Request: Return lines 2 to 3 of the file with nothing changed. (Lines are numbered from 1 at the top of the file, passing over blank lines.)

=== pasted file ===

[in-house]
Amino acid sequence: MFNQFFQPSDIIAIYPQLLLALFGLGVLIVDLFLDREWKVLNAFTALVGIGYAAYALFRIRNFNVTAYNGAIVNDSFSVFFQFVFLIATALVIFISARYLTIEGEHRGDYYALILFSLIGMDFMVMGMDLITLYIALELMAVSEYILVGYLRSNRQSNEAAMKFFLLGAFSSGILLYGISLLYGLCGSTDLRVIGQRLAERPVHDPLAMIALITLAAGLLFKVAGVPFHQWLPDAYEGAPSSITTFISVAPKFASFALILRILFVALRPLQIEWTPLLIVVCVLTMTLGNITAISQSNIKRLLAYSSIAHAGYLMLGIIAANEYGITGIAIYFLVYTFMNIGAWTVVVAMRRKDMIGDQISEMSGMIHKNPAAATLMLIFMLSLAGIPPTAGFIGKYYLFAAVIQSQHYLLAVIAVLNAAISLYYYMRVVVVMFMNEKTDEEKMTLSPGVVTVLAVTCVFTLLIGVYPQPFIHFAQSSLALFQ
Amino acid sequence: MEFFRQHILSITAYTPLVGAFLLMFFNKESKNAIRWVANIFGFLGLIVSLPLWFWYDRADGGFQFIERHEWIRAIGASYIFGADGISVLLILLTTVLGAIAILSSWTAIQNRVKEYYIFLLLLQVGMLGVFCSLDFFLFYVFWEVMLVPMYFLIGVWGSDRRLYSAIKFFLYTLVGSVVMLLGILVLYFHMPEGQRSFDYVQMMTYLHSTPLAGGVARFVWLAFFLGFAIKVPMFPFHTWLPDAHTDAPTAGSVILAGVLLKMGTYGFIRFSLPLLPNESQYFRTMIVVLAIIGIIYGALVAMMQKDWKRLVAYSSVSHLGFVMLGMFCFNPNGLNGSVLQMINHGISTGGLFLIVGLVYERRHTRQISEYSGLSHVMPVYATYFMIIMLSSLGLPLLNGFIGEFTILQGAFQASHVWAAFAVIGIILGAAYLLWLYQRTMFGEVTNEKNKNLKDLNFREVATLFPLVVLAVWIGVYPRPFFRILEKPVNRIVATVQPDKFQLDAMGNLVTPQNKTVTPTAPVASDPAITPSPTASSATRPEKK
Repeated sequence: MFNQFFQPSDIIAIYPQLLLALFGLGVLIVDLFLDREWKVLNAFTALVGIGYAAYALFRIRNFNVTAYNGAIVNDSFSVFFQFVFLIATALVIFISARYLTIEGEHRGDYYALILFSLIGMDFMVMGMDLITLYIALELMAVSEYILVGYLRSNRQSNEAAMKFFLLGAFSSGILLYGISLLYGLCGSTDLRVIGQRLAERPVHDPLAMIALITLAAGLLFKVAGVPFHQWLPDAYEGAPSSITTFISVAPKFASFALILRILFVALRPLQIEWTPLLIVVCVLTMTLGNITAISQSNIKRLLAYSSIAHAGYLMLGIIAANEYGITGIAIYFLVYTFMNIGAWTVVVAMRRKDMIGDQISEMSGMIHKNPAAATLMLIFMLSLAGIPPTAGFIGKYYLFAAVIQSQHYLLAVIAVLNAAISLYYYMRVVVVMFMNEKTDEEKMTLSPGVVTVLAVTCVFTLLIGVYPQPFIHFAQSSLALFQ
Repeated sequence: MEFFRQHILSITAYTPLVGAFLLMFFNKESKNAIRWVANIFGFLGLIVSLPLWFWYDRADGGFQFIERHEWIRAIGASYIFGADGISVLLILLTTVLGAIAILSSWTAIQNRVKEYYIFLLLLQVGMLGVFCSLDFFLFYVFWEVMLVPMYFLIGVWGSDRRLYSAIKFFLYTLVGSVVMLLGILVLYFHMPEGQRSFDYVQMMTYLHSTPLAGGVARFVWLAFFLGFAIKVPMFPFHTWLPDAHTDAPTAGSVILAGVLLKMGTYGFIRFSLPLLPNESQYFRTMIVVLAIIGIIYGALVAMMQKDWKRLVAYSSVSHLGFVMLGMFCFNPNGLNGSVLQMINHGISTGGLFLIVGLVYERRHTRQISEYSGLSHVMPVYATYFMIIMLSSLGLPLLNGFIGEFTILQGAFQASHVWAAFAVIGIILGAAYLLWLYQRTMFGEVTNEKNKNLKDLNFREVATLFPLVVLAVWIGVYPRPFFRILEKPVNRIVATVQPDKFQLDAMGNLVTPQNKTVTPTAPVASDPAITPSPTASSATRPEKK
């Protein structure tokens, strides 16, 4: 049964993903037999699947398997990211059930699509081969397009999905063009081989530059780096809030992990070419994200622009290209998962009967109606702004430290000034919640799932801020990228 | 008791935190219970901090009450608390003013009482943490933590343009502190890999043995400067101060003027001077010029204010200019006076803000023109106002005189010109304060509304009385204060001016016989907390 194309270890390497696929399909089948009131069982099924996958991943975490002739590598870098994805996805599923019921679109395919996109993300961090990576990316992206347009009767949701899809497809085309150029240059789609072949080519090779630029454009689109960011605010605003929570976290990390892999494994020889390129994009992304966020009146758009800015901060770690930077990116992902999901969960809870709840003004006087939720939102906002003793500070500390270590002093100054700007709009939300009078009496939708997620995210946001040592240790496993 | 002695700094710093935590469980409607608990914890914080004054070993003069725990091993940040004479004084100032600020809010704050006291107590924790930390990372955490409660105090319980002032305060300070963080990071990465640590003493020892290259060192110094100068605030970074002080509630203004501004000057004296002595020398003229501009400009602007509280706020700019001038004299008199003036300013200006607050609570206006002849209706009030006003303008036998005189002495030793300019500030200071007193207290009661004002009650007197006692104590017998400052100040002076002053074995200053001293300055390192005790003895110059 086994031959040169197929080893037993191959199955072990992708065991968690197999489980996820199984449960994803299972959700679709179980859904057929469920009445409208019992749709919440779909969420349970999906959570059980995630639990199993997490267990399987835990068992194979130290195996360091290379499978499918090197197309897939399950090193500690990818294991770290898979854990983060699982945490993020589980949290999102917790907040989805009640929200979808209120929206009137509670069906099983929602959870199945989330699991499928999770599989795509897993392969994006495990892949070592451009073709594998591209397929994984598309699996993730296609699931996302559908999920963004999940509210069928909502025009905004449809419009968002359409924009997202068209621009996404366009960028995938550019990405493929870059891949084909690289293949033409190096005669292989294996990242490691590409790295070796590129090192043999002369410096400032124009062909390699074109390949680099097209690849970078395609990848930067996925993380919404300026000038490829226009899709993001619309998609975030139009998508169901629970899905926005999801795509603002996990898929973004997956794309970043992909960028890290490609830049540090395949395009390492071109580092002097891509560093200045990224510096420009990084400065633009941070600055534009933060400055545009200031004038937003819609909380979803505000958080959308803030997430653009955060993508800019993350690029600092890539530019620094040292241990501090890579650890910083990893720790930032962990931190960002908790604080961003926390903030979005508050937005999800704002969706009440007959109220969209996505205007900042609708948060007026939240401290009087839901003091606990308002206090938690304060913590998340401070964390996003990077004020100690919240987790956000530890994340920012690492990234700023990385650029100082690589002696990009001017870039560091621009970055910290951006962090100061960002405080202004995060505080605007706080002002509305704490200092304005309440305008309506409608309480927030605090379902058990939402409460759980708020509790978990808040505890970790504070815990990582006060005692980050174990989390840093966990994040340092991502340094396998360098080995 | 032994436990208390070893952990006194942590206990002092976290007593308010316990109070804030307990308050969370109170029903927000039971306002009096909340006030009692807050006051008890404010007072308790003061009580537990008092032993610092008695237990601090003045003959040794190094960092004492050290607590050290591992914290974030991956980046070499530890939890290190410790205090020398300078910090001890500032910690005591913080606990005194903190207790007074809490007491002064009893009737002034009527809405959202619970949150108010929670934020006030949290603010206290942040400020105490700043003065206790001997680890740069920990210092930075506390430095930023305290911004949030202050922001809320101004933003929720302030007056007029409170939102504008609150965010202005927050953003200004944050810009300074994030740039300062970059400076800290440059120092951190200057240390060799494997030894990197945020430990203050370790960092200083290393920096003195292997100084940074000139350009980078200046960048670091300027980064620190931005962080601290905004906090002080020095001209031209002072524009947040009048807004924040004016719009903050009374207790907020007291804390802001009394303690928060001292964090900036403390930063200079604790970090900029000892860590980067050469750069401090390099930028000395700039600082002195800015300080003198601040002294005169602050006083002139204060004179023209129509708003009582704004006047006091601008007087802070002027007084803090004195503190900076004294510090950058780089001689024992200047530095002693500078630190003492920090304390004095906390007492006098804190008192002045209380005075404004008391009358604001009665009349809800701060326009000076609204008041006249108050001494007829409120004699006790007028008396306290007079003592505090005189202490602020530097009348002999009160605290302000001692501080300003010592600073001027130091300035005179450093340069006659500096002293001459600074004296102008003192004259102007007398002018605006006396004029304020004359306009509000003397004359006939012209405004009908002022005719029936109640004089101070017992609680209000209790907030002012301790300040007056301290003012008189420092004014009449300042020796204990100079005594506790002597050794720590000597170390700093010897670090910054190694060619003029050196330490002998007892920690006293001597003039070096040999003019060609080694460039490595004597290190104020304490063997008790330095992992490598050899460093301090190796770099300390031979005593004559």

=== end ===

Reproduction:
Amino acid sequence: MFNQFFQPSDIIAIYPQLLLALFGLGVLIVDLFLDREWKVLNAFTALVGIGYAAYALFRIRNFNVTAYNGAIVNDSFSVFFQFVFLIATALVIFISARYLTIEGEHRGDYYALILFSLIGMDFMVMGMDLITLYIALELMAVSEYILVGYLRSNRQSNEAAMKFFLLGAFSSGILLYGISLLYGLCGSTDLRVIGQRLAERPVHDPLAMIALITLAAGLLFKVAGVPFHQWLPDAYEGAPSSITTFISVAPKFASFALILRILFVALRPLQIEWTPLLIVVCVLTMTLGNITAISQSNIKRLLAYSSIAHAGYLMLGIIAANEYGITGIAIYFLVYTFMNIGAWTVVVAMRRKDMIGDQISEMSGMIHKNPAAATLMLIFMLSLAGIPPTAGFIGKYYLFAAVIQSQHYLLAVIAVLNAAISLYYYMRVVVVMFMNEKTDEEKMTLSPGVVTVLAVTCVFTLLIGVYPQPFIHFAQSSLALFQ
Amino acid sequence: MEFFRQHILSITAYTPLVGAFLLMFFNKESKNAIRWVANIFGFLGLIVSLPLWFWYDRADGGFQFIERHEWIRAIGASYIFGADGISVLLILLTTVLGAIAILSSWTAIQNRVKEYYIFLLLLQVGMLGVFCSLDFFLFYVFWEVMLVPMYFLIGVWGSDRRLYSAIKFFLYTLVGSVVMLLGILVLYFHMPEGQRSFDYVQMMTYLHSTPLAGGVARFVWLAFFLGFAIKVPMFPFHTWLPDAHTDAPTAGSVILAGVLLKMGTYGFIRFSLPLLPNESQYFRTMIVVLAIIGIIYGALVAMMQKDWKRLVAYSSVSHLGFVMLGMFCFNPNGLNGSVLQMINHGISTGGLFLIVGLVYERRHTRQISEYSGLSHVMPVYATYFMIIMLSSLGLPLLNGFIGEFTILQGAFQASHVWAAFAVIGIILGAAYLLWLYQRTMFGEVTNEKNKNLKDLNFREVATLFPLVVLAVWIGVYPRPFFRILEKPVNRIVATVQPDKFQLDAMGNLVTPQNKTVTPTAPVASDPAITPSPTASSATRPEKK